t that time there were no telvision receivers; there was no system that was going to supply the American public with television. Great basic questions still had to be decided which stil haven't been decided in different parts of the world. The French have one system, the Germans another and so on. But there were no practical television sets then. RCA would develop them for us.
So I thought, in the meantime I can demonstrate what a guided missile might be. I can't make a practical device that the enemy couldn't "jam", but I can make a device and put it in a box- an instrument that will oscillate back and forth and will produce a signal every time it passes any discontinuity in the background. For example, looking at the sea, if there was a ship, every time it went across the ship, it'd make a blip; and i could shake it both up and down, and right and left at the same time and therefore i could recover a signal which would say that the target that you want is to your right or left and or above your line of flight or its below. And that's the kind of thing I could do.
Dayton was the big center of aviation conracts. In the morning, long trains would come in. Out of them would come all these factory representatives going in to try to secure orders for something the Air Corps wanted. And I joined that general mell, hoping to talk to somebody who was in charge of this kind of thing. I had already received a maximum security clearance. And after much passing around I finally got to a man who was then only a Captain. His name was Holloman. He's the man the Holloman Air Base in California was later named after.
Holloman was a bright young man who had done some work for Arnold, the Head of the Air Corps. Arnold had gotten an idea of his own. He said, instead of flying bombers into places where you're going to get shot down and lose a lot of people, what we want to do is take 2000-pound bombs and fasten some kind of wings on them, such that they will glide. Then we'll fasten them under a B-17 that can carry two of them and you will go toward some enemy place that you want to hit, and then the lead bombardier, when the proper time comes, will say, Bombs away! And everybody will drop their 2000-pound bomb and all I ask is that the bomb fly, not fall over- fly straight so that you're just aiming this thing at a place that is far away. He said the bombs ought to have a flight path of about one in fifteen (that is it would drop one thousand feet in every fifteen thousand fee of flight). We could fly the B-17's up to around 25,000 feet (that was about as high as we could go in those days). "Then," he said, "these bombs will fly straight and all presumably arrive in the same sort of cluster and just raise holy hell on some particular target. And meanwhile, everybody will just turn back." The bombs could be turned loose about 75 miles away from their target.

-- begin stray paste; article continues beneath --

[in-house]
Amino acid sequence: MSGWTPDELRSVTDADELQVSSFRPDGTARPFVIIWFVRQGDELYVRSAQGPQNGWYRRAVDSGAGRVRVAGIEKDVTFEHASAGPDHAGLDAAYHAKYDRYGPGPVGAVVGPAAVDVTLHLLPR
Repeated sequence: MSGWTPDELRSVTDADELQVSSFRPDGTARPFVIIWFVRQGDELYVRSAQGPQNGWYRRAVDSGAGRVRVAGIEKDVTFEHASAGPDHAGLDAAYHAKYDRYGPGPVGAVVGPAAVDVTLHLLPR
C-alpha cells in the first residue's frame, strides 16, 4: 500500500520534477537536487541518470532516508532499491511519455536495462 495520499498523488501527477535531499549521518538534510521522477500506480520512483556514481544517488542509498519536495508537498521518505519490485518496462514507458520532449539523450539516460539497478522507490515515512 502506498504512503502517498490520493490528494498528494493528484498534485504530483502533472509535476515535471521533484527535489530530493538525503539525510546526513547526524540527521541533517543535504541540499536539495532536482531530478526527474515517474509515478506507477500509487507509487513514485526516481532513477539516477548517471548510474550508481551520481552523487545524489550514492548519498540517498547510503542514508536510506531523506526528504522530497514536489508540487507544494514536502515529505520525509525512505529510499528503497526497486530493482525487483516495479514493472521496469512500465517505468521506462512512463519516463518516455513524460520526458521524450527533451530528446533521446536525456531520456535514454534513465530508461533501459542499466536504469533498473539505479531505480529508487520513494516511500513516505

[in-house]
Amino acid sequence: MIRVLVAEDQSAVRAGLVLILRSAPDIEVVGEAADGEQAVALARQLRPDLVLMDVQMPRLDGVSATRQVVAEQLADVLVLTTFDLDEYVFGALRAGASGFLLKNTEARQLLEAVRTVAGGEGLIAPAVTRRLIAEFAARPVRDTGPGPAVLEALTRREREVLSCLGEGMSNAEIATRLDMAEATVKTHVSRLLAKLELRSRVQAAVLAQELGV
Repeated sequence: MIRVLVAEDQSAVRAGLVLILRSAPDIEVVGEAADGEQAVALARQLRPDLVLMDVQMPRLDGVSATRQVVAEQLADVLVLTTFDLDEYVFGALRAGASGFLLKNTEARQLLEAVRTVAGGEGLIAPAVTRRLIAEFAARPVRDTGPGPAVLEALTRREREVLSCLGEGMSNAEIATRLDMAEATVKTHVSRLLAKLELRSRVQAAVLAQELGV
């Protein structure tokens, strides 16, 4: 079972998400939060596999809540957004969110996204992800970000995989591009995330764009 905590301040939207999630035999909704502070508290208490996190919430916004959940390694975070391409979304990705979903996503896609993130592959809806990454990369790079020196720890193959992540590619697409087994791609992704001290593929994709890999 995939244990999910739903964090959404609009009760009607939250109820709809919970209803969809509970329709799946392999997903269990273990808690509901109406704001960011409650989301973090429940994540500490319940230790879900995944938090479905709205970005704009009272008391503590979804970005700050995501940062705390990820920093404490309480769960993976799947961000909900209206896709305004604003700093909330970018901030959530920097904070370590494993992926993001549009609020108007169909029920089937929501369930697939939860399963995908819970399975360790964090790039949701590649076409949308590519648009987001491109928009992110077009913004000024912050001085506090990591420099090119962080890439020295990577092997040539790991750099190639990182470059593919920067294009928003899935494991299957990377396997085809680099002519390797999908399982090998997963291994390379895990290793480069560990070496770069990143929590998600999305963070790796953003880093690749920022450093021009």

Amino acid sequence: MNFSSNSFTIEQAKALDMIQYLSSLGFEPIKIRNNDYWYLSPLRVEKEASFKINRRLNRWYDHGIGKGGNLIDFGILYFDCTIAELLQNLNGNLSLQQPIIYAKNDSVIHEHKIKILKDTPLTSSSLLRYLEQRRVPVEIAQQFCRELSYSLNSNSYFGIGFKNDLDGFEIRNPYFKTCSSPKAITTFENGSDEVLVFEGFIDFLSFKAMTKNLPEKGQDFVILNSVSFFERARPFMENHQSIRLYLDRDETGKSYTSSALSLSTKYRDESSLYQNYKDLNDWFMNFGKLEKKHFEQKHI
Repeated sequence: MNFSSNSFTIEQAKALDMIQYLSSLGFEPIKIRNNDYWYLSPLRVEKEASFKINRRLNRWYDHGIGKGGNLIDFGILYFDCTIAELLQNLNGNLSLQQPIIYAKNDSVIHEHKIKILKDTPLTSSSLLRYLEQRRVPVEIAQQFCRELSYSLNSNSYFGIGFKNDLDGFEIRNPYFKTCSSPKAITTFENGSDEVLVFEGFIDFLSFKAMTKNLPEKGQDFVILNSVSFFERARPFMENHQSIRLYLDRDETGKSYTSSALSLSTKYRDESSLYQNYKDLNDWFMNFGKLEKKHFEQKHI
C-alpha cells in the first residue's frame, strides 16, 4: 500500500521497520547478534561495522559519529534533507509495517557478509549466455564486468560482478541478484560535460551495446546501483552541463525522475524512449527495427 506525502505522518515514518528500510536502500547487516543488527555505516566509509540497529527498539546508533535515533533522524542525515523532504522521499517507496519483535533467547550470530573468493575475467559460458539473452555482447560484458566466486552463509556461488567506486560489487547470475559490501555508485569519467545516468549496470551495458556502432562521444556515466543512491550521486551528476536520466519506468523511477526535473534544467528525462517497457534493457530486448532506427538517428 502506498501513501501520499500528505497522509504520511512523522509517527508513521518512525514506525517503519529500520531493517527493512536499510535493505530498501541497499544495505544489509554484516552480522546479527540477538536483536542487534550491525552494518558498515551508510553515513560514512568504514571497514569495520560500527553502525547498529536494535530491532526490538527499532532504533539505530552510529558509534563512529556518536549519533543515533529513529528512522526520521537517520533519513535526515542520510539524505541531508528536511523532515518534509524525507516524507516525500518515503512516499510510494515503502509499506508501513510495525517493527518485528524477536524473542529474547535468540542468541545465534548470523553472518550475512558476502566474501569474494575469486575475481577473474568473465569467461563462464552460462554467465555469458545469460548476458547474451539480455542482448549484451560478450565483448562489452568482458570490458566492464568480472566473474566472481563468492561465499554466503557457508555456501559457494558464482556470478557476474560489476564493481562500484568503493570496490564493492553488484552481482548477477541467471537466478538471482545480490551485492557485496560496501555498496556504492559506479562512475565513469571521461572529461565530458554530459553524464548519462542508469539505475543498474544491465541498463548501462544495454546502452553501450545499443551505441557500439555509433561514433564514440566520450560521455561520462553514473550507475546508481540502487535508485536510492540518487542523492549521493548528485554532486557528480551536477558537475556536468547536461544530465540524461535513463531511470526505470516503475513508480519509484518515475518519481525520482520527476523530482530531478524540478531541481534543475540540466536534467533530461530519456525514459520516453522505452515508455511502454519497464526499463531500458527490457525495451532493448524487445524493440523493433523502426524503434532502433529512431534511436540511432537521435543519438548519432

Arnold knew Holloman because Holloman was a radio bug and knew a lot about electronics and he was the first man who had two-way conversation between an airplane and somebody on the ground (who was actually Arnold- they took turns). And the Air Force brass were tremendously impressed with that, and Arnold said, that is the missing link in aviation and immediately turned him into a Captain, and he put him in charge of developing this flying bomb. And he said, "You can get very high priority. You have to have gyroscopes- but you can get gyroscopes from Sperry-- the little gyroscopes that are used in turn and bank indicators which are in every airplane. "I'll write you an order", said Arnold, and give it very high priority, and you can get a few turn and bank indicators and see if you can't fix up a crude kind of a pilot."
But after a while someone from the Department of Army Procurement went to Arnold and said, "You're sending these turn and bank indicators to Captain Holloman. Well, their only source is Sperry and you can't put a new company into making them for many months. In the meantime, every turn and bank indicator that you send down there means one less airplane; do you realize that?"
Well, Arnold was an intelligent man, and when he undderstood the situation he said, "Well, that's that. I was very hopeful of this idea, but when you put it that way, of course we'll have to stop." And I arrived just about two or three days after Holloman had received this awful news that there were going to be no more gyros and therefore his enterprise had come to a total grinding halt.
I said, "Well look, I came to talk to you about something entirely different, but you're in trouble here and I can probably help you. These Sperry gyroscopes that you are using are capable of operation for thousands of hours- but all that you want for these winged bombs is something that will operate for an hour at most. Now there is a principle by which I can make 'dime store' gyros for you, they are crude, but which will run for the brief period you need. Instead of those precision made frictionless ball bearing mountings, we'll make them dynamically out of balance so they chatter and that will compensate for the problem of friction and insure that they will keep their direction as Gyroscopes should as long as they revolve.
Now I'll go back and make a few of these things, and I promise to reappear in about two weeks with something you can at least try." All of which was of course marvellous for Holloman. And I did and came back with about six cheap little gyros to put in his control box: little direct current motors (built for toys) on which I had put a flywheel. I saw to it that they were out of balance and they rattled when run.
Holloman's group had a machine for testing gyros, a table which turned and tipped slowly in different directions, and they all went over and put my dvice on it. But they finally realized that all this funny tipping and turning was nothing compared to the shaking that I was already giving the thing by simply making it out of balance. And my "dime-store" gyro passed the test with flying colors and we made a number of them at my factory.